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Pain and the Brain

Lesley M. Arnold, M.D.; Rakesh Jain, M.D., M.P.H.; and William M. Glazer, M.D., Moderator

Published: September 30, 2008

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Find more articles on this and other psychiatry and CNS topics:
The Journal of Clinical Psychiatry
The Primary Care Companion for CNS Disorders

Article Abstract

Chronic pain is difficult to diagnose and treat, and is often comorbid with psychiatric conditions. Pain and mood disorders may share neurologic pathways and a neurochemical base. For example, depression is associated with abnormalities in serotonin and norepinephrine, neurotransmitters that also modulate the endogenous analgesic system. Further, co-occurring depression and pain may obscure a diagnosis of the other, secondary condition. Agents that inhibit pain signals and boost serotonin and norepinephrine levels, such as serotonin-norepinephrine reuptake inhibitors (SNRIs), may provide pain relief as well as alleviate psychiatric symptom. Psychotherapies and education should also be considered to help patients achieve optimal functioning. The pathophysiology, diagnosis, and treatment of pain and mood disorders are discussed in this video, which features case studies of and expert commentary on patients with diabetic neuropathy, lower back pain, and chronic widespread pain.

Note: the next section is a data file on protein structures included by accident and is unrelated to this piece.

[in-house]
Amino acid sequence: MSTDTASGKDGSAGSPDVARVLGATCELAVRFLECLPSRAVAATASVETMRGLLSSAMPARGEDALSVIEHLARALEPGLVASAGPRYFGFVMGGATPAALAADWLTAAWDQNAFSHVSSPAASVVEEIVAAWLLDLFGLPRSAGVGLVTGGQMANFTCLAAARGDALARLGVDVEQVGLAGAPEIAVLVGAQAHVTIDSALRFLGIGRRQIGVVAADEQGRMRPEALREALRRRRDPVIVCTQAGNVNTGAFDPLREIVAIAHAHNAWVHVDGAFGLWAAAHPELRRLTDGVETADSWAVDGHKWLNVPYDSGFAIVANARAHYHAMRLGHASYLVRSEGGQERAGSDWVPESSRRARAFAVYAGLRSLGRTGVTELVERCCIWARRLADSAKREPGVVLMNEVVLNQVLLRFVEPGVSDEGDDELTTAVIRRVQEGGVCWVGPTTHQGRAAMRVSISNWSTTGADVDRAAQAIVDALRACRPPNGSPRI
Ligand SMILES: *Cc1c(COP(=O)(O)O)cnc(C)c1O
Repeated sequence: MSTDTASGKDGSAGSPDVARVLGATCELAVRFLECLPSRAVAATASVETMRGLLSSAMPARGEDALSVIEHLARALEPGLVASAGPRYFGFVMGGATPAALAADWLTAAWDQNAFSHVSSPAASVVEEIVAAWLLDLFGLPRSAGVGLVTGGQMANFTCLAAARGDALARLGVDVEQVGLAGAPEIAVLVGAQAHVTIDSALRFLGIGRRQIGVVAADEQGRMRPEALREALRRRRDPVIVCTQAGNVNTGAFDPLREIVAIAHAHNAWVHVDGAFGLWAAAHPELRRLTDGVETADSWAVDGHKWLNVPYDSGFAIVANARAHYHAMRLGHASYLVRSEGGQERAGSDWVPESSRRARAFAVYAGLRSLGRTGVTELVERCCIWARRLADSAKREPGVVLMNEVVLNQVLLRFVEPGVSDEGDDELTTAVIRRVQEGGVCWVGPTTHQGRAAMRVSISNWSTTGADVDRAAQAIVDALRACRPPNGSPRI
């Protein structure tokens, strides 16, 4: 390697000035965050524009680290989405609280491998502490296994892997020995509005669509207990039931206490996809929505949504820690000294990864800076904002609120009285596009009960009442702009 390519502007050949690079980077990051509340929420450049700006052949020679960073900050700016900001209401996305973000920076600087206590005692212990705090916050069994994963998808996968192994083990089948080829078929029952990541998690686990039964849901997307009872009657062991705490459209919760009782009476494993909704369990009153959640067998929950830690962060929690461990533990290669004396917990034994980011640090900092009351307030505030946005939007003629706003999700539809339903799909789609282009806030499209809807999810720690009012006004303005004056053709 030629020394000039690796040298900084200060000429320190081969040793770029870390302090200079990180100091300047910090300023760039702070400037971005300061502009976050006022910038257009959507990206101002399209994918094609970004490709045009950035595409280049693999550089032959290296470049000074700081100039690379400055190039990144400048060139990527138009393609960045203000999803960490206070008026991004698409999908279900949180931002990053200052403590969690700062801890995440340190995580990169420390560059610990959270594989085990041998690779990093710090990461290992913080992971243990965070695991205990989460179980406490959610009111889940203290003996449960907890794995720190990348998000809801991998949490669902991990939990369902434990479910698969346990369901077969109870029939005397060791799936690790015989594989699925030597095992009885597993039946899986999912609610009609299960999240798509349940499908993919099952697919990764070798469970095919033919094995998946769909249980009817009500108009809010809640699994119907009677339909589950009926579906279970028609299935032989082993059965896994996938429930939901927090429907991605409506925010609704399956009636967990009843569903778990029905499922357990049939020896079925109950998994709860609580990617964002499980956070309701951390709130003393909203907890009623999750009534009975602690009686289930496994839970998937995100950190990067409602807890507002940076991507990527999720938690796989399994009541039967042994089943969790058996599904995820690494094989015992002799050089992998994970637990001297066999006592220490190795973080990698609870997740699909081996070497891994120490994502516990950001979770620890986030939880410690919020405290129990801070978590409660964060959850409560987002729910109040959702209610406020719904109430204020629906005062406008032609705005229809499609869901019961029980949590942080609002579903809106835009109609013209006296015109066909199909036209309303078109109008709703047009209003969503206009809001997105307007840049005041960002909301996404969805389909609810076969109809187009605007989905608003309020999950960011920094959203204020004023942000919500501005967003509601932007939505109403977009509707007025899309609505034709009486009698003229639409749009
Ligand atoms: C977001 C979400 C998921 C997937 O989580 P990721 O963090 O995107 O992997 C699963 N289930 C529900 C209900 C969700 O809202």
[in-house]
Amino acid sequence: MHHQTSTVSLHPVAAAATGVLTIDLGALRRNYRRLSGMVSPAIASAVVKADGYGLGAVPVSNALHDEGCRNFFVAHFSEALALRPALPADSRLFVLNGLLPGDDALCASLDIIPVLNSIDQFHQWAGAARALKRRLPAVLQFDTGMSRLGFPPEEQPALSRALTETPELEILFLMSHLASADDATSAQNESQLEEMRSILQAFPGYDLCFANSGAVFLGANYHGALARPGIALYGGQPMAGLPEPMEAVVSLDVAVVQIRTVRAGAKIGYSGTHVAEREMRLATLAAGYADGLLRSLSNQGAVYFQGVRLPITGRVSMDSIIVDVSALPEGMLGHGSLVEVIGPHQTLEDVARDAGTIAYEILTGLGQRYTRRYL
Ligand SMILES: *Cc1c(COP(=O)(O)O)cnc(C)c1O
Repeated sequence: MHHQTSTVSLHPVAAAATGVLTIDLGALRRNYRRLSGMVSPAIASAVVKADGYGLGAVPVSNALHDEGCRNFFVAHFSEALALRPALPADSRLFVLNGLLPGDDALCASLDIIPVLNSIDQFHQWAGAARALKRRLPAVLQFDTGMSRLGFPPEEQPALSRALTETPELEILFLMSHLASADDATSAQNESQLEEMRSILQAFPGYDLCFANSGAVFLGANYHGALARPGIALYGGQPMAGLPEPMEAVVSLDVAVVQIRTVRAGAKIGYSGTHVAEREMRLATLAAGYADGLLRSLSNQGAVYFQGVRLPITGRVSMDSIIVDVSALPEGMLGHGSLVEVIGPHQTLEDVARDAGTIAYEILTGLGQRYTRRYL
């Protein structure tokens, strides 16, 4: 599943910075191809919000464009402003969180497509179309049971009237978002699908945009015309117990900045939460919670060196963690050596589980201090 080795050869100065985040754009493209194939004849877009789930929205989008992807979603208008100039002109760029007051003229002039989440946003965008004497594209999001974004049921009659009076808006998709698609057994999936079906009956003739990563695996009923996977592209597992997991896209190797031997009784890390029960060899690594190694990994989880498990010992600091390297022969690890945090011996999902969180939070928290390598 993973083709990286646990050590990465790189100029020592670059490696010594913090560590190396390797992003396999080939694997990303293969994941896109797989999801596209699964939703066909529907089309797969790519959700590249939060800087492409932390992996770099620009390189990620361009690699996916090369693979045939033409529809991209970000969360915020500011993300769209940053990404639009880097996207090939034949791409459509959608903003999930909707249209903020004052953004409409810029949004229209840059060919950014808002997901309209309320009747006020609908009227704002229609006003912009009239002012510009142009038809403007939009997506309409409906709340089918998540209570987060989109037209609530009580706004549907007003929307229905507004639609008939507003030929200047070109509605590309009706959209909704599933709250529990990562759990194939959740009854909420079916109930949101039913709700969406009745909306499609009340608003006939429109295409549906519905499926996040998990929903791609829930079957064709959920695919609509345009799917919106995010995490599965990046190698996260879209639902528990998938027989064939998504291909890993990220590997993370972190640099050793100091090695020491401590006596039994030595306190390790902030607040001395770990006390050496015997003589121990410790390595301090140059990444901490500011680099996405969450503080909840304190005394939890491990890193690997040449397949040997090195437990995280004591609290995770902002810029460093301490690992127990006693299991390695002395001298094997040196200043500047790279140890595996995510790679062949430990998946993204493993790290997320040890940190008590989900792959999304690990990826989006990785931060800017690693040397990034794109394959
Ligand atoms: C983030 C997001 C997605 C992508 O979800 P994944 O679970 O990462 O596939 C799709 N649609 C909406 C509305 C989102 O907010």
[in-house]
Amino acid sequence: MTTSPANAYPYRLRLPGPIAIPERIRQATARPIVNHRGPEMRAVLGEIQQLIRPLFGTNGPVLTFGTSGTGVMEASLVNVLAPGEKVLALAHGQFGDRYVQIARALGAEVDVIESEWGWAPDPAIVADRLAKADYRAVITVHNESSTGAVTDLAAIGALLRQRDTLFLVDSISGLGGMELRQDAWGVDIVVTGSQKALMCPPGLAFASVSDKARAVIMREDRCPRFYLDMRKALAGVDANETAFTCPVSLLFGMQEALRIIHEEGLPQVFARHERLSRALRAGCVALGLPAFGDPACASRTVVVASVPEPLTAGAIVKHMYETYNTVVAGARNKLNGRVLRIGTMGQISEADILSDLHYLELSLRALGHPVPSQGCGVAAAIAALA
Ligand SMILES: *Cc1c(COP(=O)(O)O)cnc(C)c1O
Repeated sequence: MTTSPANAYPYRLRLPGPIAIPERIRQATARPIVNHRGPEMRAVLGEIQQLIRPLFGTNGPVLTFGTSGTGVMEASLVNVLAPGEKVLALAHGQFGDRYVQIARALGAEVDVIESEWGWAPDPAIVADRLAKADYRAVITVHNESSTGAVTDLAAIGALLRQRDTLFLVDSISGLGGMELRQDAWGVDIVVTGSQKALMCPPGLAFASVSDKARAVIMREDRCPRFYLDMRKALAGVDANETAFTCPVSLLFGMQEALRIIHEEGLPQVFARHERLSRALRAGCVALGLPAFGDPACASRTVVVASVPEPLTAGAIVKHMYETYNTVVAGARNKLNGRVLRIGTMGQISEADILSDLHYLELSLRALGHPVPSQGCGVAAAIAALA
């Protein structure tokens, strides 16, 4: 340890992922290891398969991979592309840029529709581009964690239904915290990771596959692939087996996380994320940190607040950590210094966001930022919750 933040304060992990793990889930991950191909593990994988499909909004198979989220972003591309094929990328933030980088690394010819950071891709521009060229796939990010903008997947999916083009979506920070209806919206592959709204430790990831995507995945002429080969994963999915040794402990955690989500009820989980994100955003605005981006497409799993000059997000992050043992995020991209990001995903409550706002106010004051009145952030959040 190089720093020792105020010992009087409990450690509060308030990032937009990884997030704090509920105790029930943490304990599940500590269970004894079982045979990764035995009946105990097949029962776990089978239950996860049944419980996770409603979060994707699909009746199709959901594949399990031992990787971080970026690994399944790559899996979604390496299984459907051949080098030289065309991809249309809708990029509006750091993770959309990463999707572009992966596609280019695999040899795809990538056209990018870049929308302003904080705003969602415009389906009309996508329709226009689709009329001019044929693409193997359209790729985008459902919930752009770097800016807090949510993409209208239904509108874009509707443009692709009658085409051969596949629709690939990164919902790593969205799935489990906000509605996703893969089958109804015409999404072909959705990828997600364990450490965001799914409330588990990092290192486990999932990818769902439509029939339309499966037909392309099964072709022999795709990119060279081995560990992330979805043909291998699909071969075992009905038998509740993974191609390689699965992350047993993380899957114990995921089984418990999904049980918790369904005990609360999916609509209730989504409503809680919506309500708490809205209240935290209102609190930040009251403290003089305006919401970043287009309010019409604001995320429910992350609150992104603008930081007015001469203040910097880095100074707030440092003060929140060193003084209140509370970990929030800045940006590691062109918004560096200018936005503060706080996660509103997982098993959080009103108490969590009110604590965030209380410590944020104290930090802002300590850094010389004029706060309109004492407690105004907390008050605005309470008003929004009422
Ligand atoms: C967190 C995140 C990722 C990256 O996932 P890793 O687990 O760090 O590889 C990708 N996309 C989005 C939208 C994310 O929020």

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Quick Links: Neurologic and Neurocognitive , Neurology


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